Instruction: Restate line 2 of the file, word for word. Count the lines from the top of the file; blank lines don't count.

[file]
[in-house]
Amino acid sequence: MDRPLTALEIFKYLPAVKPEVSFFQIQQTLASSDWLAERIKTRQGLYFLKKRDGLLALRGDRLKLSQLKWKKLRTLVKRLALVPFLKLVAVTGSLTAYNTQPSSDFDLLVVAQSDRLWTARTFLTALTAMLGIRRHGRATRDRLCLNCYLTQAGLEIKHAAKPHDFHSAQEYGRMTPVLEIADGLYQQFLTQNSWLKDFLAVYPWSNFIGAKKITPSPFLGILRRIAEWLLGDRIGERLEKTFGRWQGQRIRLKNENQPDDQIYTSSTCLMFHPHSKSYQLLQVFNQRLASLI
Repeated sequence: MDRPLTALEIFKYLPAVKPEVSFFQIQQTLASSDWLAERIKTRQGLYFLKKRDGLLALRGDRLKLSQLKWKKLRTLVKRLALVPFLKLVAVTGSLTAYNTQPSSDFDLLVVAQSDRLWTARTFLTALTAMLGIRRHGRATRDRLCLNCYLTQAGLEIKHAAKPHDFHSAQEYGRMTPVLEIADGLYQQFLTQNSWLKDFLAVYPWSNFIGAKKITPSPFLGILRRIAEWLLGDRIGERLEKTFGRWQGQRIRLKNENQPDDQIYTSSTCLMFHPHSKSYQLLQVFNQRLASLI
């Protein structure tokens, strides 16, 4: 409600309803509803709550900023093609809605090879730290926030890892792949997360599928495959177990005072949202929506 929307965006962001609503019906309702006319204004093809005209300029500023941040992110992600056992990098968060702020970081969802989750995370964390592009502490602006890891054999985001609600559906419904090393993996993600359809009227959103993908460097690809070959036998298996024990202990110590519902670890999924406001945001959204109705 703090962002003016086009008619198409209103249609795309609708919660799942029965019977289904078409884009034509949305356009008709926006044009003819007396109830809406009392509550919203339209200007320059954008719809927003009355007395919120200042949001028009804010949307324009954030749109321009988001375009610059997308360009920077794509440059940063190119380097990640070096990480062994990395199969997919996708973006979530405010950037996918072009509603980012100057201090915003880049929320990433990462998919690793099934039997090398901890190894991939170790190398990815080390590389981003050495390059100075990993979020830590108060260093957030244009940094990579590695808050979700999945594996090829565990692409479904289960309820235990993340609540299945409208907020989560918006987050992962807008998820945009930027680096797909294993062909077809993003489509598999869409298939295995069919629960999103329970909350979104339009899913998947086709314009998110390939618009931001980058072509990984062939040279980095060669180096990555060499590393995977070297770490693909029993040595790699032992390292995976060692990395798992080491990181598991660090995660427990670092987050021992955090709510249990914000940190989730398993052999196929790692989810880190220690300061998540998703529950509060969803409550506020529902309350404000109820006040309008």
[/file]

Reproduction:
Amino acid sequence: MDRPLTALEIFKYLPAVKPEVSFFQIQQTLASSDWLAERIKTRQGLYFLKKRDGLLALRGDRLKLSQLKWKKLRTLVKRLALVPFLKLVAVTGSLTAYNTQPSSDFDLLVVAQSDRLWTARTFLTALTAMLGIRRHGRATRDRLCLNCYLTQAGLEIKHAAKPHDFHSAQEYGRMTPVLEIADGLYQQFLTQNSWLKDFLAVYPWSNFIGAKKITPSPFLGILRRIAEWLLGDRIGERLEKTFGRWQGQRIRLKNENQPDDQIYTSSTCLMFHPHSKSYQLLQVFNQRLASLI